Fine Arts Quartet, 30th Anniversary Album = SHOSTAKOVICH: String Quartet No. 3 in F, Op. 73; PROKOFIEV: String Quartet No. 2 in F Major, Op. 92 – Fine Arts String Quartet – Gallante

by | Jun 25, 2006 | Classical Reissue Reviews | 0 comments

Fine Arts Quartet, 30th Anniversary Album = SHOSTAKOVICH: String Quartet No. 3 in F, Op. 73; PROKOFIEV: String Quartet No. 2 in F Major, Op. 92 – Fine Arts String Quartet

Gallante GG-1024, 52:55 (Distrib. Albany) ****:

The Fine Arts String Quartet (c. 1942-1979) was a Chicago-based ensemble whose definitive character coalesced in 1946, just after World War II. In 1954 the Fine Arts Quartet broke away from its radio commitment to ABC in Chicago and began a series of free-lance tours to some 270 cities in 28 countries. Later, besides establishing concerts in the Chicago North Shore area, the ensemble became affiliated with the University of Wisconsin-Milwaukee. They recorded for a significant number of record labels, and the CD format is beginning to issue a representative sample of their consistently high-quality work.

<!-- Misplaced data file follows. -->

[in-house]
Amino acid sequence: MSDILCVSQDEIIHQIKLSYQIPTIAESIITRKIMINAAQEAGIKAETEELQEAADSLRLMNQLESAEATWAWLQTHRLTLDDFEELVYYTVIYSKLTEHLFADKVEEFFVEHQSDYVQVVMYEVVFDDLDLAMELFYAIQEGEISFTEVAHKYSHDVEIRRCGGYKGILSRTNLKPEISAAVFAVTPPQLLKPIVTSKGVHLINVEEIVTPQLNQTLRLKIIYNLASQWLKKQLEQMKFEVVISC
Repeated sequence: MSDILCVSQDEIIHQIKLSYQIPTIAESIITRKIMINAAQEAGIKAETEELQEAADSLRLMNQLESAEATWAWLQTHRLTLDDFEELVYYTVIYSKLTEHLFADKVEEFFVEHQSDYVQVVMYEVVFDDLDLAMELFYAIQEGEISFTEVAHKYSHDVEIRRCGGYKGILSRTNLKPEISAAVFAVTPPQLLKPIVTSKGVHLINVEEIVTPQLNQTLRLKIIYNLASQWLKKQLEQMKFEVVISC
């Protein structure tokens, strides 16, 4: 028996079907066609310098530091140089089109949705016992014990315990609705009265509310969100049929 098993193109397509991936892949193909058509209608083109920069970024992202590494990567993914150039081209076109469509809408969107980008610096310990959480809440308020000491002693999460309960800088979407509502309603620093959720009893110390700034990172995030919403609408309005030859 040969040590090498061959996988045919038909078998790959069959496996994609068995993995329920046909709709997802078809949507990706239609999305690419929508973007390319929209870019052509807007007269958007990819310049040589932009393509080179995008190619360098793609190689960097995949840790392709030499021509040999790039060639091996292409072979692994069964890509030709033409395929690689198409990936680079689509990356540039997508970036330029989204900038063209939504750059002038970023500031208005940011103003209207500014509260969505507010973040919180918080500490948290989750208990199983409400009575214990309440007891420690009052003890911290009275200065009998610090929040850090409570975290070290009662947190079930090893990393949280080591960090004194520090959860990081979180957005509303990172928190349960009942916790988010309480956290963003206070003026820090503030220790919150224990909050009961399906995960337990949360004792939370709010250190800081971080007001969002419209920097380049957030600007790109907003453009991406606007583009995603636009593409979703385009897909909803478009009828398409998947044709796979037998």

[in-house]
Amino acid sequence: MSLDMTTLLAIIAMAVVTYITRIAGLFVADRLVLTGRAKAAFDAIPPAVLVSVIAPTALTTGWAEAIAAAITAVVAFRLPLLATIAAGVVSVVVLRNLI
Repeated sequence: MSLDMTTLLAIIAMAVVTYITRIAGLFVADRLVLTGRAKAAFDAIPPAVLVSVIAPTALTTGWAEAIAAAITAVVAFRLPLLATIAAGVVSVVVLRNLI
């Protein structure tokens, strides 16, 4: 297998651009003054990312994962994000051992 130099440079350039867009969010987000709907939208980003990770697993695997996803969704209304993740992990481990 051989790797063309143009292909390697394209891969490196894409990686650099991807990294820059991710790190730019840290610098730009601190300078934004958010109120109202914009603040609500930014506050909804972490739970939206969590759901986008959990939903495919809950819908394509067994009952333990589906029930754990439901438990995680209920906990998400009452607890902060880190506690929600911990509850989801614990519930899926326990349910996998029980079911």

The two Russian quartets featured on this CD derive from a Gasparo LP (GS-203) from 1979. The quartets themselves are products of World War II sensibility, and both are dedicated to the famed Soviet ensemble Beethoven String Quartet. The Shostakovich is perhaps the more reliant on folk idioms for its inspiration, and there are decided echoes of Bartok in several passages. The two last movements of the five-movement work seem to embody the emotional tenor of the work, which is gravely contemplative. The third movement, an Allegro non troppo in 2/4 time, offers a bit of consolation.

The Prokofiev F Major first came to my attention via Pina Carmirelli on Decca. Its poignant, ternary Adagio has a Caucasus sensibility of eerie mysticism; this, after a  risoluto opening movement of stern character. When the phantasmagoria clears, we can savor the coloration of a bristling and cantering figures, which owe textural debts to Borodin.  Great resonance from George Sopkin’s cello. The final movement Allegro opens in a moody spirit of Bartok, then the animated writing becomes symphonic and syncopated. We can hear motoric elements reminiscent of the ballet Romeo and Juliet, though the lean and spare figures could be Stravinsky. The writing in high harmonics for Abraham Loft’s violin against the low cello makes for good sonic separation for your sound system.  As the colors deepen, Prokofiev may well be paying homage to Ravel’s opus in the same key.

— Gary Lemco

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